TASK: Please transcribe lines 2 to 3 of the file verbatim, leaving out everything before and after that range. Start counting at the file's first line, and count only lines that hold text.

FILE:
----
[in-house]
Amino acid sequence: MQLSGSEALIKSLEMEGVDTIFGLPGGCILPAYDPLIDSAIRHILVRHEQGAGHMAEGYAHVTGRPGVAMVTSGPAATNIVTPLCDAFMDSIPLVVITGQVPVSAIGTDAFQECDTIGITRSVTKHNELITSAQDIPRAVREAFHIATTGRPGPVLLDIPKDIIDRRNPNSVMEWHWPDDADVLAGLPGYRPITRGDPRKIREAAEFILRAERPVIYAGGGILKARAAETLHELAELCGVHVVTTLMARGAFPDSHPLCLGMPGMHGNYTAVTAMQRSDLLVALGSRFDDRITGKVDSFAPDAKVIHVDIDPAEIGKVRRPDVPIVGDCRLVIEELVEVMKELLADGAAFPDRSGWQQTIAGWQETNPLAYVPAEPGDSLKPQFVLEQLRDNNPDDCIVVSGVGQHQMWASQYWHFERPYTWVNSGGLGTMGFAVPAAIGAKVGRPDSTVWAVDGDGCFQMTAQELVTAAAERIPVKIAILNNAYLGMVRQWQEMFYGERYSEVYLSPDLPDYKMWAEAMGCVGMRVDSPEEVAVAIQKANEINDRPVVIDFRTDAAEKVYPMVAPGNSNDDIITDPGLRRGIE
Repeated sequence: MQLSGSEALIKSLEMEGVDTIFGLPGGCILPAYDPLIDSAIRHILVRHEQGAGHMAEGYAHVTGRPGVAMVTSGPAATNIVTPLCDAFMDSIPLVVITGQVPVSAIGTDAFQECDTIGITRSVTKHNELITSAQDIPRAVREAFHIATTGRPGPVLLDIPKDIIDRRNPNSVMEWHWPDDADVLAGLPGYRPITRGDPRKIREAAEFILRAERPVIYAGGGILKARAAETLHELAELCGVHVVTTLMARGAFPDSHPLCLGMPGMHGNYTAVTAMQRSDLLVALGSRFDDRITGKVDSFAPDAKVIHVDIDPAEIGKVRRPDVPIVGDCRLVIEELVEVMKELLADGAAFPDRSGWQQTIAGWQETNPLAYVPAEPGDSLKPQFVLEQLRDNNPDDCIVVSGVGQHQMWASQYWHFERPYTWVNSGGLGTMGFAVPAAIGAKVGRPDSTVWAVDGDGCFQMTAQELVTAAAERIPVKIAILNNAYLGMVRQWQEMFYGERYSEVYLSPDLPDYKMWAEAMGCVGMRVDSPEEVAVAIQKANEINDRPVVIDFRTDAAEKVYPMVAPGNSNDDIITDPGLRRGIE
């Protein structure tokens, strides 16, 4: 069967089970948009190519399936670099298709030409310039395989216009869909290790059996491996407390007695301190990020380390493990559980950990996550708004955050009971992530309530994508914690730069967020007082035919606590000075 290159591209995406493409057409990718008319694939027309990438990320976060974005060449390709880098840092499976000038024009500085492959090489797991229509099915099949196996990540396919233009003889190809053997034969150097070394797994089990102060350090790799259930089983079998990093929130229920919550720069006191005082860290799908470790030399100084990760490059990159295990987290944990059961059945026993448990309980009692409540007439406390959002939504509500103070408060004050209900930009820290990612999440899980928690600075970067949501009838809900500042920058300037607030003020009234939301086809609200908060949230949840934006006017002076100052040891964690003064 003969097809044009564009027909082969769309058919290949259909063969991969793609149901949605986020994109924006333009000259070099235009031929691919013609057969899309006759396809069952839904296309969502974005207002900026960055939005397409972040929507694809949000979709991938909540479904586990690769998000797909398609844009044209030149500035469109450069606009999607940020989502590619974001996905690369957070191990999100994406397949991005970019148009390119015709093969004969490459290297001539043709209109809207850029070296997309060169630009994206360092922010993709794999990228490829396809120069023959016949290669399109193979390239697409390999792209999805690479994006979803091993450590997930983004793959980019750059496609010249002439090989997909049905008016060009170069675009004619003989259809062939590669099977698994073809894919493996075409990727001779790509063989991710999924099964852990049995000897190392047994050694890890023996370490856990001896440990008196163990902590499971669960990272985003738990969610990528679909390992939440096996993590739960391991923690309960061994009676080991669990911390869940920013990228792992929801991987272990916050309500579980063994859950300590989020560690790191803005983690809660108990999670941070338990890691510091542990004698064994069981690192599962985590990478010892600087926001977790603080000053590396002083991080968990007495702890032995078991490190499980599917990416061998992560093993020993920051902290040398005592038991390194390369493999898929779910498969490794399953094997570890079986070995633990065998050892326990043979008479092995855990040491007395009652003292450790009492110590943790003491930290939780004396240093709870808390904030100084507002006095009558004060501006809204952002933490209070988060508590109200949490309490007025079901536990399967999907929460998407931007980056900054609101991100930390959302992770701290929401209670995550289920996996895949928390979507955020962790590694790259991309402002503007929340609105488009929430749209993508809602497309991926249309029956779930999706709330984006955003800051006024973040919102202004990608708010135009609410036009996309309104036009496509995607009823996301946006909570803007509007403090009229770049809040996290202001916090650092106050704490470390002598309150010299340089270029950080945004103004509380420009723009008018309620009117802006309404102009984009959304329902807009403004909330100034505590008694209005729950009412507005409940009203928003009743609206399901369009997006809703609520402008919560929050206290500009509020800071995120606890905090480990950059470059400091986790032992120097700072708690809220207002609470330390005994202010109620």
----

Amino acid sequence: MQLSGSEALIKSLEMEGVDTIFGLPGGCILPAYDPLIDSAIRHILVRHEQGAGHMAEGYAHVTGRPGVAMVTSGPAATNIVTPLCDAFMDSIPLVVITGQVPVSAIGTDAFQECDTIGITRSVTKHNELITSAQDIPRAVREAFHIATTGRPGPVLLDIPKDIIDRRNPNSVMEWHWPDDADVLAGLPGYRPITRGDPRKIREAAEFILRAERPVIYAGGGILKARAAETLHELAELCGVHVVTTLMARGAFPDSHPLCLGMPGMHGNYTAVTAMQRSDLLVALGSRFDDRITGKVDSFAPDAKVIHVDIDPAEIGKVRRPDVPIVGDCRLVIEELVEVMKELLADGAAFPDRSGWQQTIAGWQETNPLAYVPAEPGDSLKPQFVLEQLRDNNPDDCIVVSGVGQHQMWASQYWHFERPYTWVNSGGLGTMGFAVPAAIGAKVGRPDSTVWAVDGDGCFQMTAQELVTAAAERIPVKIAILNNAYLGMVRQWQEMFYGERYSEVYLSPDLPDYKMWAEAMGCVGMRVDSPEEVAVAIQKANEINDRPVVIDFRTDAAEKVYPMVAPGNSNDDIITDPGLRRGIE
Repeated sequence: MQLSGSEALIKSLEMEGVDTIFGLPGGCILPAYDPLIDSAIRHILVRHEQGAGHMAEGYAHVTGRPGVAMVTSGPAATNIVTPLCDAFMDSIPLVVITGQVPVSAIGTDAFQECDTIGITRSVTKHNELITSAQDIPRAVREAFHIATTGRPGPVLLDIPKDIIDRRNPNSVMEWHWPDDADVLAGLPGYRPITRGDPRKIREAAEFILRAERPVIYAGGGILKARAAETLHELAELCGVHVVTTLMARGAFPDSHPLCLGMPGMHGNYTAVTAMQRSDLLVALGSRFDDRITGKVDSFAPDAKVIHVDIDPAEIGKVRRPDVPIVGDCRLVIEELVEVMKELLADGAAFPDRSGWQQTIAGWQETNPLAYVPAEPGDSLKPQFVLEQLRDNNPDDCIVVSGVGQHQMWASQYWHFERPYTWVNSGGLGTMGFAVPAAIGAKVGRPDSTVWAVDGDGCFQMTAQELVTAAAERIPVKIAILNNAYLGMVRQWQEMFYGERYSEVYLSPDLPDYKMWAEAMGCVGMRVDSPEEVAVAIQKANEINDRPVVIDFRTDAAEKVYPMVAPGNSNDDIITDPGLRRGIE